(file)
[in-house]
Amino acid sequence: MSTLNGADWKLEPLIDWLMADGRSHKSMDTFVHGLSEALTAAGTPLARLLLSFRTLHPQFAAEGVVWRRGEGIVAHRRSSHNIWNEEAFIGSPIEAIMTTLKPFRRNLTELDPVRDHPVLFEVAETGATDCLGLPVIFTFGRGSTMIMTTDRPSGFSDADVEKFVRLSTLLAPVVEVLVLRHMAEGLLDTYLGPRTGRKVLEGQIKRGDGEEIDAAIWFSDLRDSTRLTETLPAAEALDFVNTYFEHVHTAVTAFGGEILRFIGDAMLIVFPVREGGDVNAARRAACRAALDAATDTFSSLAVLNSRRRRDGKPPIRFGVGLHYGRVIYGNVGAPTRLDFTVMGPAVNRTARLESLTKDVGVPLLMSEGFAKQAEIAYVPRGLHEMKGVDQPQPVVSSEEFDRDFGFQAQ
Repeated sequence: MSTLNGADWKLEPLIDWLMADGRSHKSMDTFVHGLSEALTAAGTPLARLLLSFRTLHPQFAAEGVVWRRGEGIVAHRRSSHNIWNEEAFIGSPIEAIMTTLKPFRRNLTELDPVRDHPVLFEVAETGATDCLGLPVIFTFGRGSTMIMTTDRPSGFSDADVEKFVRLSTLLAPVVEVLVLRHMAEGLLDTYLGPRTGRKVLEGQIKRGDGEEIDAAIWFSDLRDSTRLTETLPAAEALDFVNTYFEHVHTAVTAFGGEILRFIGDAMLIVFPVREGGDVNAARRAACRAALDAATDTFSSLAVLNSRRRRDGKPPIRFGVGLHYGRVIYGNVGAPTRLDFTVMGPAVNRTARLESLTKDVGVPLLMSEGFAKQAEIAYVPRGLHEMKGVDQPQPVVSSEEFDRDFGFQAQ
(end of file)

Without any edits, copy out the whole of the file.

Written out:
[in-house]
Amino acid sequence: MSTLNGADWKLEPLIDWLMADGRSHKSMDTFVHGLSEALTAAGTPLARLLLSFRTLHPQFAAEGVVWRRGEGIVAHRRSSHNIWNEEAFIGSPIEAIMTTLKPFRRNLTELDPVRDHPVLFEVAETGATDCLGLPVIFTFGRGSTMIMTTDRPSGFSDADVEKFVRLSTLLAPVVEVLVLRHMAEGLLDTYLGPRTGRKVLEGQIKRGDGEEIDAAIWFSDLRDSTRLTETLPAAEALDFVNTYFEHVHTAVTAFGGEILRFIGDAMLIVFPVREGGDVNAARRAACRAALDAATDTFSSLAVLNSRRRRDGKPPIRFGVGLHYGRVIYGNVGAPTRLDFTVMGPAVNRTARLESLTKDVGVPLLMSEGFAKQAEIAYVPRGLHEMKGVDQPQPVVSSEEFDRDFGFQAQ
Repeated sequence: MSTLNGADWKLEPLIDWLMADGRSHKSMDTFVHGLSEALTAAGTPLARLLLSFRTLHPQFAAEGVVWRRGEGIVAHRRSSHNIWNEEAFIGSPIEAIMTTLKPFRRNLTELDPVRDHPVLFEVAETGATDCLGLPVIFTFGRGSTMIMTTDRPSGFSDADVEKFVRLSTLLAPVVEVLVLRHMAEGLLDTYLGPRTGRKVLEGQIKRGDGEEIDAAIWFSDLRDSTRLTETLPAAEALDFVNTYFEHVHTAVTAFGGEILRFIGDAMLIVFPVREGGDVNAARRAACRAALDAATDTFSSLAVLNSRRRRDGKPPIRFGVGLHYGRVIYGNVGAPTRLDFTVMGPAVNRTARLESLTKDVGVPLLMSEGFAKQAEIAYVPRGLHEMKGVDQPQPVVSSEEFDRDFGFQAQ